There are a few important changes in the 2013 tax year that may have a significant effect on your tax planning. You may have heard about the new tax brackets and tax rates for higher earners, but there have also been changes for individuals across most tax brackets.
You can learn more in this very short VIDEO, or see below for an overview of some of the major changes and a few additional tips and pieces of information about taxes in 2013.
New Tax Rates & Deduction Rules
Most filers will pay the usual tax rates for 2013, but for higher earners there are two new tax brackets. For individuals with incomes over $400,000 ($450,000 for married couples), there is a new 39.6 percent income tax bracket and also a new long-term capital gains tax of 20 percent. This doesn’t just affect high earners: if your income was higher than usual this year, maybe from an asset sale or other windfall, you may find that you owe more than expected, and you might want to consider holding off on selling long-term holdings until next year.
Additionally, if your Adjusted Gross Income (AGI) is above $250,000 as a single filer ($300,000 for married couples), you may find that your personal and dependency exemptions have been subjected to new limits. In other words, your usual deductions might be lower this year, or phased out completely. So, if you usually time your income and deductions, you may want to take a look at whether it makes sense to put off certain deductions until next year, as they may not qualify if your AGI is too high in the 2013 tax year.
New Medicare Taxes
There is also a new 0.9 percent Medicare payroll tax which applies for people earning over $200,000 ($250,000 for couples). However, this isn’t as simple as seeing the new tax on your W2, as your actual amount due will depend on your marital status, whether you have more than one job or other sources of income, such as self-employment. You might only get to a final amount due after you put your filing together, so again I recommend taking the time to get started early so you can estimate any additional amount you might need to pay.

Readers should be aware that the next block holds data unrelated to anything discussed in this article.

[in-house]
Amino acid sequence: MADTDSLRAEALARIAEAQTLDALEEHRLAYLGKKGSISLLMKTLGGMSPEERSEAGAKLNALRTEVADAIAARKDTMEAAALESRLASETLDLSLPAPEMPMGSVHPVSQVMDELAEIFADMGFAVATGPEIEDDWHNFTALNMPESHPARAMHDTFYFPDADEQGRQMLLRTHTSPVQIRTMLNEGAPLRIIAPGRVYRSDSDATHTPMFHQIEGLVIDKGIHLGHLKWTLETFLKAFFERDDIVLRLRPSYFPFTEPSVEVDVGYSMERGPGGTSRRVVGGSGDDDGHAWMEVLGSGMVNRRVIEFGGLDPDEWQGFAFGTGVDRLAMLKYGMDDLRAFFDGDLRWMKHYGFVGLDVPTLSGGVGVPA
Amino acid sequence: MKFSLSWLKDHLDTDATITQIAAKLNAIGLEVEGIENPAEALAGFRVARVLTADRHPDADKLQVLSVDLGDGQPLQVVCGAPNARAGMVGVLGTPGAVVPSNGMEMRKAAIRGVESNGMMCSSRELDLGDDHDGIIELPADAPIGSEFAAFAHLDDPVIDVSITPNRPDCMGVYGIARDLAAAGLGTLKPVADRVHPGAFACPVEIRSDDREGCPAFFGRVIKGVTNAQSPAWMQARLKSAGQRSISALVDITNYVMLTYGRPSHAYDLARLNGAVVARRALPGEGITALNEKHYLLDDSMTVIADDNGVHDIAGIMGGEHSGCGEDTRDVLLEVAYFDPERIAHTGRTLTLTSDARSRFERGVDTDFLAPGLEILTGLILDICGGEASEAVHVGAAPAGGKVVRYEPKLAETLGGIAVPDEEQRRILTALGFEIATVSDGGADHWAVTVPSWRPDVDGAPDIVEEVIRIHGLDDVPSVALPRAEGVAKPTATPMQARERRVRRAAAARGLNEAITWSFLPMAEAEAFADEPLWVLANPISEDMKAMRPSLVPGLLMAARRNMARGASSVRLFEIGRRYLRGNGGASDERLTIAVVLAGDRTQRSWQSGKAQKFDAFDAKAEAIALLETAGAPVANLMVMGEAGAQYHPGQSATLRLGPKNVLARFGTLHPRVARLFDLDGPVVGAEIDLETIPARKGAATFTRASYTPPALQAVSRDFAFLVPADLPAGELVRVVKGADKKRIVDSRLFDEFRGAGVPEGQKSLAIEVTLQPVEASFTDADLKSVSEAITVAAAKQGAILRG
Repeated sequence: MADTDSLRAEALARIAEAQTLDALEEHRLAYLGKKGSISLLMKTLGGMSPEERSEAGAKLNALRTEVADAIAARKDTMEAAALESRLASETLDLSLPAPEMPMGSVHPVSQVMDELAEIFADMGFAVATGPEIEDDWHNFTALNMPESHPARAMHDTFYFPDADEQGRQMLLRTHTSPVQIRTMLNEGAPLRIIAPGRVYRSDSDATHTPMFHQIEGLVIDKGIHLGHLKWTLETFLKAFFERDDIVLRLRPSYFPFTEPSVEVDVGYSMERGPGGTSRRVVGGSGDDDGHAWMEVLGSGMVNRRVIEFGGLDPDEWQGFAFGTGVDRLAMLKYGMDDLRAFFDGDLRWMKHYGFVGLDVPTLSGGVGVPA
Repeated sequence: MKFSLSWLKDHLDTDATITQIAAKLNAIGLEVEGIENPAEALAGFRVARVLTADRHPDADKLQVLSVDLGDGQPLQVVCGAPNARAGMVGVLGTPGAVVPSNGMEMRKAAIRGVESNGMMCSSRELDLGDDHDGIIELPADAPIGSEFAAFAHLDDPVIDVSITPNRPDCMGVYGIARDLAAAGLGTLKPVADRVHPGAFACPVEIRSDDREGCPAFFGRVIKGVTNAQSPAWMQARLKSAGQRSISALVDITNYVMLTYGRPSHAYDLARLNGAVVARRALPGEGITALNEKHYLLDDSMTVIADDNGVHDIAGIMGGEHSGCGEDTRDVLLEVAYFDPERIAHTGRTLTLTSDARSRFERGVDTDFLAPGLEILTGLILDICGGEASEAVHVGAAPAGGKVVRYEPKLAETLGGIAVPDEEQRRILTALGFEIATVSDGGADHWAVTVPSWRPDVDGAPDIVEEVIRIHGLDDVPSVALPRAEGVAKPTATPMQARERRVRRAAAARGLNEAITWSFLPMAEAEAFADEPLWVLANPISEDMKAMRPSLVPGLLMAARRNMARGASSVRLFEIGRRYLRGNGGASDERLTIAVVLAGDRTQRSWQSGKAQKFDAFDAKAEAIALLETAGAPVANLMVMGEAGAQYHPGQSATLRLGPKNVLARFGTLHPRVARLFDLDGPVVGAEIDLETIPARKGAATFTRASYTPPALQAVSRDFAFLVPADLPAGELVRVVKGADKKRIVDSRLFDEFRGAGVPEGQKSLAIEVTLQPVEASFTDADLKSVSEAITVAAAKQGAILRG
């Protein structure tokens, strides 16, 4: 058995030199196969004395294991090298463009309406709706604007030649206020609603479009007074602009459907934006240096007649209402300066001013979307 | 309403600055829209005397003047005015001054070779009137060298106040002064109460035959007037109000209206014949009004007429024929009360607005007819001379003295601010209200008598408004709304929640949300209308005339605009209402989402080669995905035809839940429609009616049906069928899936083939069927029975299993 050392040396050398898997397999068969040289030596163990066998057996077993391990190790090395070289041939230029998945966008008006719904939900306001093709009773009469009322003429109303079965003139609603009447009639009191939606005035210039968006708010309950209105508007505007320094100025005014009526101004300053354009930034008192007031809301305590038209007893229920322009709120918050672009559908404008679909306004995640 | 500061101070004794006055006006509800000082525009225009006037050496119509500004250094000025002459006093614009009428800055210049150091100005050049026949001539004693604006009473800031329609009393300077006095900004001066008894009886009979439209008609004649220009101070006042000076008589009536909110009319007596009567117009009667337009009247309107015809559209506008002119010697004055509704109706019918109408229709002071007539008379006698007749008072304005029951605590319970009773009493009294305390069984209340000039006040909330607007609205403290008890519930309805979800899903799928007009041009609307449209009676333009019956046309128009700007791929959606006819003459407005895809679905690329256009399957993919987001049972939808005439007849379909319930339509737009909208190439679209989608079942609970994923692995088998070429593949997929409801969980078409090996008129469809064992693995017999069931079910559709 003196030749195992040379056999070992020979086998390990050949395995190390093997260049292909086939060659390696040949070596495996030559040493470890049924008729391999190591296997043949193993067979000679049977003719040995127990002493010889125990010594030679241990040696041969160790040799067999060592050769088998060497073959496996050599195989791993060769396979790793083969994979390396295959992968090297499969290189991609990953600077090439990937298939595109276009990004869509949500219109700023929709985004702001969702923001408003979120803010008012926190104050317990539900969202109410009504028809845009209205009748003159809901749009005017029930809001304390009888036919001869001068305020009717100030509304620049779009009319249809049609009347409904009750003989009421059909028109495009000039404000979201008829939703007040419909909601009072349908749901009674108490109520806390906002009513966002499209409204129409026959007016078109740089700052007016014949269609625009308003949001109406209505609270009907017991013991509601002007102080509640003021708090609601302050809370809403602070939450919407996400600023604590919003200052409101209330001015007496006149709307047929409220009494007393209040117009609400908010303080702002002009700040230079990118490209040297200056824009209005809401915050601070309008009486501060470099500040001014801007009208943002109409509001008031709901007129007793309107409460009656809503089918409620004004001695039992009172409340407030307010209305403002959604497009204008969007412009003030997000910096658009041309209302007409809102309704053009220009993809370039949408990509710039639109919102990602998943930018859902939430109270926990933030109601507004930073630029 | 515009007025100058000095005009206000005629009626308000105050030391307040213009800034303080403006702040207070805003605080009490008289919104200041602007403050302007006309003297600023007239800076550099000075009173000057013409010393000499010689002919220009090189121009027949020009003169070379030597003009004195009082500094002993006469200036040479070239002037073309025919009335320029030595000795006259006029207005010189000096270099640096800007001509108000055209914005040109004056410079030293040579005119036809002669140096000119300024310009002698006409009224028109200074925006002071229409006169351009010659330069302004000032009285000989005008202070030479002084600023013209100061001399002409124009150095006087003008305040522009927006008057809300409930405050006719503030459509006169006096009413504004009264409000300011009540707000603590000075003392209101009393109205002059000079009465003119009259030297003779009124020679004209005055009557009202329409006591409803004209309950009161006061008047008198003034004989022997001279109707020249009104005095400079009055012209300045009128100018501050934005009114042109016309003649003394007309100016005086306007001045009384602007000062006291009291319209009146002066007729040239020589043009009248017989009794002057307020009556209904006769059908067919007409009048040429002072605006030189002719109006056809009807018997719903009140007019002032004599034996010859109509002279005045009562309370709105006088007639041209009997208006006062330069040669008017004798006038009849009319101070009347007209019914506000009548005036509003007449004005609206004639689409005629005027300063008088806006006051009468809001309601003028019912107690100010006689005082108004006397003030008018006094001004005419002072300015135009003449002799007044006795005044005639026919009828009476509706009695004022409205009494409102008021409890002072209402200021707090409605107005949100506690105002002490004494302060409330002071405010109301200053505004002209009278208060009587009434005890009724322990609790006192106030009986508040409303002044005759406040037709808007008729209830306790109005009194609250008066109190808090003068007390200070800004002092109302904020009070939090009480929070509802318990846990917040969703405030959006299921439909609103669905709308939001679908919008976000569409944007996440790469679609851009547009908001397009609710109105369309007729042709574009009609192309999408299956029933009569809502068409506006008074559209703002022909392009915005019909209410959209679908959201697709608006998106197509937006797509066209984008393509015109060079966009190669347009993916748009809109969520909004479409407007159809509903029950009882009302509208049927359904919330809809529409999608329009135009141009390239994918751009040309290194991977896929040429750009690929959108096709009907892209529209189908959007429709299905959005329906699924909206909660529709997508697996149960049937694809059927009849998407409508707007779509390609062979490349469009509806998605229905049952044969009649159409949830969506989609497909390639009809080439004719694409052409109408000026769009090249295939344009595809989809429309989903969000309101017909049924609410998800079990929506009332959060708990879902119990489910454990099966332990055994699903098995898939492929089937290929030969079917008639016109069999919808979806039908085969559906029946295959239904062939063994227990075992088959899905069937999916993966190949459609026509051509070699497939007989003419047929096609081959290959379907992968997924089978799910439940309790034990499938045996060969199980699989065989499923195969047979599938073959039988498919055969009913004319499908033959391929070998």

In addition to the 0.9 percent Medicare payroll tax, a new 3.8 percent Medicare contribution tax has also been implemented on capital gains for those with an AGI over $200,000 ($250,000 for couples). This 3.8 percent is applied on top of your usual capital-gains tax rates, so it should be factored in to any potential sales you plan on making.
The new capital gains tax works like this: If you earn over $200,000 but under $400,000 as an individual, your effective long-term capital gains rate will now be 15 percent + 3.8 percent, or 18.8 percent. For those earning over $400,000 as individuals, the effective long term capital gains rate is now 20 percent + 3.8 percent, or 23.8 percent. Please note this calculation is for illustrative purposes only. In reality, every individual is different, and with deductions or other factors the actual amount of tax owed may vary.
Other tax changes in 2013 include a permanent inflation adjustment in the Alternative Minimum Tax and a 5 year extension on a number of individual tax credits, namely the Earned Income Tax Credit and the American Opportunity Tax Credit. Many people probably also noticed that their payroll tax contribution to Social Security went back up, after being reduced in 2010. If you’ve missed any estimated tax payments you might want to make note of this!
There are also several deductions being phased out after the 2013 tax year, meaning this might be the last year to grab the deduction unless they’re extended. These include remodeling your home to be more energy efficient (a $500 tax credit), buying an electric vehicle (a $7,500 tax credit for four-wheel vehicles), charitable contributions from your IRA, tax breaks for donating conservation property, commuter benefits, and teacher classroom expense deductions. The state and local sales tax exemption (for those who deduct sales tax paid instead of income tax) is also set to expire, though it seems unlikely that it won’t be extended. For more information, take a look at this Forbes article, which describes a few of the potentially expiring deductions in detail.
Ask for Help!
As always, I recommend speaking to a qualified professional who can help you with tax planning. Changes and new rules can be confusing, and an advisor could help you navigate the possibilities so that you can keep your tax bill correct and efficient.
How have the 2013 tax changes affected you? Has there been anything particularly challenging in your tax planning this year?
photo credit: Alan Cleaver via photopin cc
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Written by Bradford Pine
Bradford Pine Wealth Group – New York City Financial Advisors
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